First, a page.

Pundits of the U.S. economy often point to reports that state businesses have more concern about lack of demand than regulations or just general financial uncertainty. One such prominent pundit is Paul Krugman where he stated the following at the article "The Fatal Distraction."
O.K., I know what the usual suspects will say — namely, that fears of regulation and higher taxes are holding businesses back. But this is just a right-wing fantasy. Multiple surveys have shown that lack of demand — a lack that is being exacerbated by government cutbacks — is the overwhelming problem businesses face, with regulation and taxes barely even in the picture.
For example, when McClatchy Newspapers recently canvassed a random selection of small-business owners to find out what was hurting them, not a single one complained about regulation of his or her industry, and few complained much about taxes. And did I mention that profits after taxes, as a share of national income, are at record levels?
Below is a sample of quotes from respondents in the reports. There is no way to know how widespread these feelings are, but it is reasonable to assume that the ISM picks these quotes to try and capture the general sentiment of their members. The first quote is a damning critique of Krugman's assertions and that is reiterated by the second quote from the issuer of the manufacturing report.
Manufacturing: "The economy continues to be a drag on our business outlook. We are trying to deal with new and additional FDA regulations which are costing significant dollars. It is hard to recoup any of these additional costs in our pricing levels without losing significant sales volumes." (Chemical Products)
Comments from respondents generally reflect concern over the sluggish economy, political and policy uncertainty in Washington, and forecasts of ongoing high unemployment that will continue to put pressure on demand for manufactured products." Bradley J. Holcomb, CPSM, CPSD, chair of the Institute for Supply Management™ Manufacturing Business Survey Committee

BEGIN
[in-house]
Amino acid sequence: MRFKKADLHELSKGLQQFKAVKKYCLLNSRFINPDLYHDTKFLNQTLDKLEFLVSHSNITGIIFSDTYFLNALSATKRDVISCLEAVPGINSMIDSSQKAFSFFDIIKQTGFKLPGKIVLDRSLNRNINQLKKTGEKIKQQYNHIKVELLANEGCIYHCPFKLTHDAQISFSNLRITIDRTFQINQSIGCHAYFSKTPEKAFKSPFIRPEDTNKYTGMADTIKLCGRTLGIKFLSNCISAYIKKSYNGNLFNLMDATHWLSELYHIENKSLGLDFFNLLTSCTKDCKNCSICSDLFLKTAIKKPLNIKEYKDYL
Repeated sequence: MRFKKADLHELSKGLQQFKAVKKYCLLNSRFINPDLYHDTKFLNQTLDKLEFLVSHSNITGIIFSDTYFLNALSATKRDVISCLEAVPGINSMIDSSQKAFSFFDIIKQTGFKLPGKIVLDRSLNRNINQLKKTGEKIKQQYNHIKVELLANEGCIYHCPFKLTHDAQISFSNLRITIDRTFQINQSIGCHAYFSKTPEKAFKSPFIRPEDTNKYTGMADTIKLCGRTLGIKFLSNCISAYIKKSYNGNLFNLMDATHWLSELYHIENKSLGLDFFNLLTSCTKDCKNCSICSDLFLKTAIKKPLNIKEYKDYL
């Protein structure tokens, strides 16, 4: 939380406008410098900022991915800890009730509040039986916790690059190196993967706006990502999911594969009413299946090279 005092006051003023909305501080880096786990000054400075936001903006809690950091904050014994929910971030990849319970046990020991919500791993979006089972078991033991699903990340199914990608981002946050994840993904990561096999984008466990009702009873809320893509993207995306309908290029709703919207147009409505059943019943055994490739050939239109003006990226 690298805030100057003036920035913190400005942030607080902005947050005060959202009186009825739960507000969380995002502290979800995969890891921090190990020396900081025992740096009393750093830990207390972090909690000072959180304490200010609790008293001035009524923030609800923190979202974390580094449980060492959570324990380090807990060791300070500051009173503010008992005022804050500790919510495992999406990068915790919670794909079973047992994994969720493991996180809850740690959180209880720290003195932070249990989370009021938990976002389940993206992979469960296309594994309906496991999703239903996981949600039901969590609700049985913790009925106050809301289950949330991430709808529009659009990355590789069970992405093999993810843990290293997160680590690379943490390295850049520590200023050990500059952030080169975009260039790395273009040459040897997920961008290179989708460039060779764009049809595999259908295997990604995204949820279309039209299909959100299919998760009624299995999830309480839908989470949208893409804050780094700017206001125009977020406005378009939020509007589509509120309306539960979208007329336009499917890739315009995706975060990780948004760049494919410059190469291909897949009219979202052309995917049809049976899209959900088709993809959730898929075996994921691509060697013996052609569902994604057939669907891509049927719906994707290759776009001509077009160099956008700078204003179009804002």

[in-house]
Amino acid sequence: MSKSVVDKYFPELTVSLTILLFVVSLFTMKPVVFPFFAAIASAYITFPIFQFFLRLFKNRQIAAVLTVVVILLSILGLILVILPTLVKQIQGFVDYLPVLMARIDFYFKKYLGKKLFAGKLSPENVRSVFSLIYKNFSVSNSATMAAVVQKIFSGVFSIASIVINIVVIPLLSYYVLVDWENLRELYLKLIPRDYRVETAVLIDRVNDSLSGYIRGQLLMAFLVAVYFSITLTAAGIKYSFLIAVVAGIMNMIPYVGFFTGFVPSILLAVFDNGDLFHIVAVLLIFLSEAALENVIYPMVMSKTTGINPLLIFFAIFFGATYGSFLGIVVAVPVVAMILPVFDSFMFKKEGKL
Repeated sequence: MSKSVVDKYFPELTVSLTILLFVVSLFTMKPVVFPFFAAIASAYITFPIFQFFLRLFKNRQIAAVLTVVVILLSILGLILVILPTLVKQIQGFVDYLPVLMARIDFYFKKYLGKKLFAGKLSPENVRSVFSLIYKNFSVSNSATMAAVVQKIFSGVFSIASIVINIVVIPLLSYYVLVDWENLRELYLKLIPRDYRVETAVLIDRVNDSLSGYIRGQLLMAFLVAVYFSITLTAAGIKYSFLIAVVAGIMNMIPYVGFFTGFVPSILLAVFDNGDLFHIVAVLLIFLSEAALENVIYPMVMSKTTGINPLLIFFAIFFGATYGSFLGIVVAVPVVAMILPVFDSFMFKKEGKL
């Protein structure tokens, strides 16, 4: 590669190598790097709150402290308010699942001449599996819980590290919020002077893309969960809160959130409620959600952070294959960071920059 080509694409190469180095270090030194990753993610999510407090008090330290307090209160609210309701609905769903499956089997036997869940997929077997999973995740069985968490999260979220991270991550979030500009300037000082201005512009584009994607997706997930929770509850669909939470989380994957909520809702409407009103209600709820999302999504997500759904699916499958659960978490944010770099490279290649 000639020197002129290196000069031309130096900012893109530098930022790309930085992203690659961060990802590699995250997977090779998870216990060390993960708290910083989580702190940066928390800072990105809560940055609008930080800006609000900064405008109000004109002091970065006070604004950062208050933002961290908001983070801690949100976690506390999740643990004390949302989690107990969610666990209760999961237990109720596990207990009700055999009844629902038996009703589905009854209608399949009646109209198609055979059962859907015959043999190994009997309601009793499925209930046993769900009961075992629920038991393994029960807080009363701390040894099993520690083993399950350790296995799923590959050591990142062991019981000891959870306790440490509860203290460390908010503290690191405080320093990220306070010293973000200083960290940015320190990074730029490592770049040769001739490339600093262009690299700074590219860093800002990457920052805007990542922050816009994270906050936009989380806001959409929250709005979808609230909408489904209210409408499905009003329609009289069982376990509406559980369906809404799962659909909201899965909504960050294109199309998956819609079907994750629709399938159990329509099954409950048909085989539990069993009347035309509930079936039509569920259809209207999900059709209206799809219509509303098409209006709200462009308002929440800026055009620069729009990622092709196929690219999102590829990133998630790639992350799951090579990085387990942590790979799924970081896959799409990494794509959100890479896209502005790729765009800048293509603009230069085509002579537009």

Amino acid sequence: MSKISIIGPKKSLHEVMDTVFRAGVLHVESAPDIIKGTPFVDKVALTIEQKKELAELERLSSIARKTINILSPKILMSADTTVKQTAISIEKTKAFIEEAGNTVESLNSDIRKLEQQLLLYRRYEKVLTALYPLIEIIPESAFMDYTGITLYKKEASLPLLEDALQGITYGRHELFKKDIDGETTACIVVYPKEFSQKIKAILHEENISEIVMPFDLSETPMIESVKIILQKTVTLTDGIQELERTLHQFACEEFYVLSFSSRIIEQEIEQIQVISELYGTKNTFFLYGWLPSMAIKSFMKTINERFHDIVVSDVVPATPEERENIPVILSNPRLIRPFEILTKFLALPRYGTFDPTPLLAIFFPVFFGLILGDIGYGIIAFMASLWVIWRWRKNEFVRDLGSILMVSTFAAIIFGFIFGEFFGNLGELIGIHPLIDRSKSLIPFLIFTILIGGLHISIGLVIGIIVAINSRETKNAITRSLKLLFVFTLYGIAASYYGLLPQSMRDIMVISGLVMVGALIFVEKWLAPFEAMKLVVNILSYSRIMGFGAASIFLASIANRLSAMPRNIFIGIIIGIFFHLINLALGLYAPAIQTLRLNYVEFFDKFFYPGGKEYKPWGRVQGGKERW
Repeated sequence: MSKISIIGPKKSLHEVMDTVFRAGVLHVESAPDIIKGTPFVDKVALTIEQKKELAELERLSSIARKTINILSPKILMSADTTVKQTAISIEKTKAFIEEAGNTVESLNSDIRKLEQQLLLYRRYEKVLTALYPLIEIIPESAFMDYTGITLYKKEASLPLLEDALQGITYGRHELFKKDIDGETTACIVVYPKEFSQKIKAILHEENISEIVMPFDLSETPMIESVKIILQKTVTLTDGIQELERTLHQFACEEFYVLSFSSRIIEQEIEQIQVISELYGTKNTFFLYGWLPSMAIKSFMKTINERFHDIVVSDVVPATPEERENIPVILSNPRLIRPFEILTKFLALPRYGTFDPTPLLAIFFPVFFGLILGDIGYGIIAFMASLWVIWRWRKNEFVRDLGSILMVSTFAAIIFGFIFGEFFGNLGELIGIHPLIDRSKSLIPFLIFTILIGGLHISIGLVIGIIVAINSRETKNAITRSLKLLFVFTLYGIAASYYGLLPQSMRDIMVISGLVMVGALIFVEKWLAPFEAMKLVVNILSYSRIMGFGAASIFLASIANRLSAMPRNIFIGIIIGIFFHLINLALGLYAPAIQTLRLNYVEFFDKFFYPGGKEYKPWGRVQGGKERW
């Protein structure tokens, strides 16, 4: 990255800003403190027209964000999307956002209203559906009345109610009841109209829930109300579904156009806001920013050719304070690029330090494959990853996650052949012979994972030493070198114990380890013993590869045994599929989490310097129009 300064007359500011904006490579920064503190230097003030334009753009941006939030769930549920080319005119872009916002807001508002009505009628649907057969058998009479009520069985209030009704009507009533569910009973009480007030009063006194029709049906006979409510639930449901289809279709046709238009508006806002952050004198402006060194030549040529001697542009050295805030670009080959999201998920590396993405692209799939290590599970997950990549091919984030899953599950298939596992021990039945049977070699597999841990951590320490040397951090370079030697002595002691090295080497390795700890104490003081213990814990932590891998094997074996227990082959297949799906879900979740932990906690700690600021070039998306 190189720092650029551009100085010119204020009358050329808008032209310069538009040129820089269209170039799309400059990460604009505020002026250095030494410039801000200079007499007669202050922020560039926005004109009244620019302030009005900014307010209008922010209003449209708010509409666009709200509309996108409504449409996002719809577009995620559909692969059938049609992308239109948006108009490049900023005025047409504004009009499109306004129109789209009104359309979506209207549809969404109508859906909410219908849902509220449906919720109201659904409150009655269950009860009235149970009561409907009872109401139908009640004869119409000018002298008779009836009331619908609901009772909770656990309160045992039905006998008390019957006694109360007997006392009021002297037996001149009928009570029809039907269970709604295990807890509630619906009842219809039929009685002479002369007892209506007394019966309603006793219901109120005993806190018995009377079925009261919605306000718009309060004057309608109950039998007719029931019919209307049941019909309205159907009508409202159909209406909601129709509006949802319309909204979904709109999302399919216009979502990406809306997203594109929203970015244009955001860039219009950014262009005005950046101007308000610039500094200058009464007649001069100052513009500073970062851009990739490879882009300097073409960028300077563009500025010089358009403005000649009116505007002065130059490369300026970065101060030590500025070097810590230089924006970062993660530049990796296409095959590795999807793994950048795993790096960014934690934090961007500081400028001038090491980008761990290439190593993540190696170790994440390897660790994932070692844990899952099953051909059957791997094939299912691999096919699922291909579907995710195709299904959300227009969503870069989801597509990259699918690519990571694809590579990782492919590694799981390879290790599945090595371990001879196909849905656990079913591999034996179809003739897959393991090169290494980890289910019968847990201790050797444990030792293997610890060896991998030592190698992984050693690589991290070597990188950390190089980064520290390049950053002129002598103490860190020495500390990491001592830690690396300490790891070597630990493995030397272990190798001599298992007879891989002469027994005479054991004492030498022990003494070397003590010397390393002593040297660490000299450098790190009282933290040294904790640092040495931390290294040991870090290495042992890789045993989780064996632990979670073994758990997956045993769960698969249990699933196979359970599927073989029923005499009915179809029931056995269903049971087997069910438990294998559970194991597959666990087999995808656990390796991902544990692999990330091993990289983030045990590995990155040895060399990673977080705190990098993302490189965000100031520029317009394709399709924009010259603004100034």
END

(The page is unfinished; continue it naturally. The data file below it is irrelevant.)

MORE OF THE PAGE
"Japan supply chain issues are over, but exchange rates and raw material prices are hurting our profit." (Transportation Equipment)
Non-Manufacturing: Respondents' comments reflect an uncertainty about future business conditions and the direction of the economy. Anthony Nieves, C.P.M., CFPM, chair of the Institute for Supply Management™ Non-Manufacturing Business Survey Committee
"It appears everyone is waiting to see what happens next. No trust in the economy or the federal government to do what is needed." (Accommodation & Food Services)
"The 2012 outlook is not optimistic; though we keep hoping for a rebound, we see little sign of an improved economy — nothing at least that will spur growth, investment or expansion. Improved investment performance in early 2011 caused U.S. to begin several large capital projects, and although we have broken ground, we cannot help but question if our timing was right." (Educational Services)
"Third and fourth quarters appear to be slowing down in order volumes. Uncertainty over U.S. and European economy is causing clients to hold off on new orders." (Professional, Scientific & Technical Services)
This might be the start of the business communities changing attitudes and concerns. That being, that government is clearly the hindrance to business expansion and greater investment levels. And it is hard to think how the OWS movement will increase business confidence and willingness to take on greater risks through expanded investments.